In the second instalment of our series Maize Growing: the Core Skills we turn to the twin themes of weed control and fertilizer application – as important as each other when it comes to the achievement of consistent, high yields.

Weed control

Weeds compete with crops for the limited resources of the field: light, water and nutrients. Maize in its earliest stages is particularly vulnerable to the ill effects of this competition.

The application of herbicides is therefore essential if the crop’s potential – both in terms of yield and of plant quality – is going to be fully realised.

Pre-emergence broad spectrum herbicides may be sprayed onto the newly drilled field in order to prevent the germination of weeds around the maize – which thus gets a head start. Pre-emergence weed control is especially appropriate for fields that are hard to weed or that have a high presence of grasses.

It may be that pre-emergence treatment is enough, or at least that a later spraying need not then be so heavy. But application of a post-emergence herbicide is often required to prevent a resurgence of weeds interfering with the development of the new crop – and if this is the case, then the earlier the better. Every week’s delay between emergence and the six-week stage, during which time the weeds will be becoming more and more competitive, can cost the farmer several eventual tons per hectare of fresh crop.


Of the seventeen chemical elements that all plants require for growth there are three – ‘the big three’ – that it is essential to replenish regularly. These are nitrogen (for protein, the fundamental builder of growth); phosphorus (important for photosynthesis and healthy development) and potassium (for hardiness and a plant’s ability to fend off disease).

Maize has the following requirements:

  • 180kg / ha potash (potassium)
  • 80kg / ha phosphate (phosphorus)
  • 150kg / ha nitrogen

These needs will vary according to the state of the soil, and can in part be addressed through the application of slurry or farmyard manure; the rest needs to be made up with fertilizer. Soil and manure samples can be sent off for analysis to give an ideal picture of what is needed.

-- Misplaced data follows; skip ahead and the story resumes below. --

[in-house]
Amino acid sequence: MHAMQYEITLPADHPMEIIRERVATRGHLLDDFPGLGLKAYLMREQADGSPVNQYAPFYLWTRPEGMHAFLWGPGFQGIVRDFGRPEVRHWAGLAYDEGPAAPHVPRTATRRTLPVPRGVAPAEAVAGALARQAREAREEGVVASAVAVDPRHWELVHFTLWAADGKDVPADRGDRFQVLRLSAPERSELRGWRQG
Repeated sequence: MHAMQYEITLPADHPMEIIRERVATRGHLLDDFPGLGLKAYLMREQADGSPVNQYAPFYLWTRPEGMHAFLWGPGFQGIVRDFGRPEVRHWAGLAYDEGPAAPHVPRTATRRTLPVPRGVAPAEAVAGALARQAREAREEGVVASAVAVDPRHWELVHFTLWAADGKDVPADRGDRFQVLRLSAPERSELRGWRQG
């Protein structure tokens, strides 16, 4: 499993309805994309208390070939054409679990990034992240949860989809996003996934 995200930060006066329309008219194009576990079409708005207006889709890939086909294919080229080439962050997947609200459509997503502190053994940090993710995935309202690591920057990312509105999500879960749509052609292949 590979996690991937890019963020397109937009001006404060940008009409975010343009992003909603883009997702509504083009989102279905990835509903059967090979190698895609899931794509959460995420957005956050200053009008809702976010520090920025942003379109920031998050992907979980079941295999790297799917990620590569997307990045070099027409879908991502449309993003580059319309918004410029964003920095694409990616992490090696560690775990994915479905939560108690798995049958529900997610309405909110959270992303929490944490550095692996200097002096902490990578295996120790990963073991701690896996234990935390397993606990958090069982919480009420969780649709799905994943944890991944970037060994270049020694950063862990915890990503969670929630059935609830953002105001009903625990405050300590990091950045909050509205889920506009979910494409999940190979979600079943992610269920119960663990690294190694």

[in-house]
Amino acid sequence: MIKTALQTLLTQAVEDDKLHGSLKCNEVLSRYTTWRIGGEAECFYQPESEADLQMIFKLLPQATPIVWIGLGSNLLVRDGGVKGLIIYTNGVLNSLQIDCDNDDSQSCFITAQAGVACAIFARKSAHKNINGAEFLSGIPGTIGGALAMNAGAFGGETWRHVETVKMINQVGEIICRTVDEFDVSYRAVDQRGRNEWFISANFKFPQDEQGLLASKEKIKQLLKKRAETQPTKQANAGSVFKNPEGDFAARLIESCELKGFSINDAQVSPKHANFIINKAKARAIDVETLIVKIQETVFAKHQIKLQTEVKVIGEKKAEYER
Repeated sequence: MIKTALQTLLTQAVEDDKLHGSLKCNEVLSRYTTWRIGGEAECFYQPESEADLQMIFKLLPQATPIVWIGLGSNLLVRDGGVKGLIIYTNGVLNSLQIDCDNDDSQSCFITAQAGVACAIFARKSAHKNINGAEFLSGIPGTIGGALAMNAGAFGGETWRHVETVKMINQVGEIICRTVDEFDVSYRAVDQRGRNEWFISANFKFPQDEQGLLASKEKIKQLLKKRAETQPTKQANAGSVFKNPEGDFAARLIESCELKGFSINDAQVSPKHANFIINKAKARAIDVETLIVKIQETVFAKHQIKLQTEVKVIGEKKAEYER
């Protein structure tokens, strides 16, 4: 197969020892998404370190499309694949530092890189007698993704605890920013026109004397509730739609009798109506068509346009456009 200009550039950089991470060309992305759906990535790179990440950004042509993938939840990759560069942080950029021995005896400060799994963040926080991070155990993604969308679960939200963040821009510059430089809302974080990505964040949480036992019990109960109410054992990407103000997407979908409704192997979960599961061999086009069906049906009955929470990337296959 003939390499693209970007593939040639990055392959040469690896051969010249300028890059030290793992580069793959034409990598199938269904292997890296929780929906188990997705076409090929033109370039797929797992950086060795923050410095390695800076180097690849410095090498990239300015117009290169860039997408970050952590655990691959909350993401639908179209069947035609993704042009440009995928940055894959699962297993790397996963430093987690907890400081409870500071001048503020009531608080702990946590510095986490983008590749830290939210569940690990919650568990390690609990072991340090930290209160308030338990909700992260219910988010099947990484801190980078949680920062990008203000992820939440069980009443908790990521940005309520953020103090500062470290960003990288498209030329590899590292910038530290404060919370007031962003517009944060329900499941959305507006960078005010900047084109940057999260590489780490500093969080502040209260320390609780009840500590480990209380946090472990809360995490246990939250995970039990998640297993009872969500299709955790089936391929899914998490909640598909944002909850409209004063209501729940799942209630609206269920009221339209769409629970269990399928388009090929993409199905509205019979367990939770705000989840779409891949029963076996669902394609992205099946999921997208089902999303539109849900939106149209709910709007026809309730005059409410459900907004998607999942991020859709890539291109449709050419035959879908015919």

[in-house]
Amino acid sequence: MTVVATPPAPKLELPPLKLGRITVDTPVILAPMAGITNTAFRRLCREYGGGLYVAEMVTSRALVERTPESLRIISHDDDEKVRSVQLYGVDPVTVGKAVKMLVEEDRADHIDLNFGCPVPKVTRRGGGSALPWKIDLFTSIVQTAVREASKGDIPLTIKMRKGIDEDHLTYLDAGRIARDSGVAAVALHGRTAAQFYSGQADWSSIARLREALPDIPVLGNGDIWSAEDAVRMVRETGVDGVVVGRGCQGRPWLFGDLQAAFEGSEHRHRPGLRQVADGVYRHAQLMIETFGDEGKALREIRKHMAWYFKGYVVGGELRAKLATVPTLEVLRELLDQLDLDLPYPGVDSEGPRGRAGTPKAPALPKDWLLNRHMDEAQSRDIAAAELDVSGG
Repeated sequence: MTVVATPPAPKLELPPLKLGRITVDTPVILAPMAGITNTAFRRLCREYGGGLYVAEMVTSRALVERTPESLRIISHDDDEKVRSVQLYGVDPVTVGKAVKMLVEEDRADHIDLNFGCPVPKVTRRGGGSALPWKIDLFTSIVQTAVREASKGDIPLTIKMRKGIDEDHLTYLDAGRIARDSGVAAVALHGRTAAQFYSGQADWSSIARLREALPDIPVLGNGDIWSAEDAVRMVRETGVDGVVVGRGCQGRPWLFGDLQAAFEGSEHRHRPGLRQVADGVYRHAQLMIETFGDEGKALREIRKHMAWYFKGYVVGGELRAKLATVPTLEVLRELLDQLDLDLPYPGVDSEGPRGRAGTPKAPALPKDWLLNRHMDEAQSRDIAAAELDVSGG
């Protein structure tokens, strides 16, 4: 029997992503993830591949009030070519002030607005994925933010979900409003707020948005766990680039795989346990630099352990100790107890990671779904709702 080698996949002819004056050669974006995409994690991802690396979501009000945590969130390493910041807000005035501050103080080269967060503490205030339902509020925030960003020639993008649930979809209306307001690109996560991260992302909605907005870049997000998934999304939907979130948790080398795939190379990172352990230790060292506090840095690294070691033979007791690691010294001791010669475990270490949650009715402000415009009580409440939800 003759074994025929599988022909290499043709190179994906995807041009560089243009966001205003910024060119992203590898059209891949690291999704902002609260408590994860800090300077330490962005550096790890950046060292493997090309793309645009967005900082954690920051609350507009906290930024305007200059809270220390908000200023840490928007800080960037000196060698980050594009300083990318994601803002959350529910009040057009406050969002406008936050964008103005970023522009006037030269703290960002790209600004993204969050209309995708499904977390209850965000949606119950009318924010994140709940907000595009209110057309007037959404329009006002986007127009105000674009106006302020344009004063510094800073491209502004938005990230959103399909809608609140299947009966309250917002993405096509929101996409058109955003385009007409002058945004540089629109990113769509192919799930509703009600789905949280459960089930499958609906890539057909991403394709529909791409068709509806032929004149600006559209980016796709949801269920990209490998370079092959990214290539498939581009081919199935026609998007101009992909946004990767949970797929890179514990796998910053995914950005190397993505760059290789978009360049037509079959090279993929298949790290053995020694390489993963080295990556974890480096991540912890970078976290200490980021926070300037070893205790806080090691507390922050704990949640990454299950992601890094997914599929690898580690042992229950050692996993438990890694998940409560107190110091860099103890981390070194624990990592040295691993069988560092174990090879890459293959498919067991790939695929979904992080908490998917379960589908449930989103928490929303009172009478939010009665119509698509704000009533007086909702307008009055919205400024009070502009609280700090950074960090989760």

Potassium and phosphorus requirements may be partly or completely met with manure, which will also supply some of the needed nitrogen. Having nutrients in the seed-bed is important for crop establishment and rapid growth.

However, maize absorbs almost no nitrogen during the first month in the ground. Therefore, to prevent too much nitrogen sitting around in the soil and getting lost, keep about 35% back for a second application while the crop is developing but not yet mature (around the 7-8 leaf stage).

Be mindful that nitrogen can build up over time when maize is cultivated continuously, and excess nitrogen can pollute the environment (for example through leaching). Autumn-sown cover crops – which you may be considering anyway if you are using an early variety maize – can be an excellent way of regulating soil nitrogen content.

Besides the big three nutrients, there are a few trace elements also important for plant growth – notably manganese, magnesium and zinc – whose presence in the soil it is worth keeping an eye on to ensure the crop is getting optimum nutrition.

And do be aware of the soil’s pH level: if it is 6 or below, it should be neutralised. The health of maize roots can be impaired by acidity in the soil, which limits nutrient uptake.

A note on pests and diseases –

Pests and diseases can cause appreciable problems for maize – both in the seed-bed and for growing plants. Treatment options are currently evolving away from forms of chemical protection towards more sustainable strategies. Please don’t hesitate to contact us for the latest advice.


Share This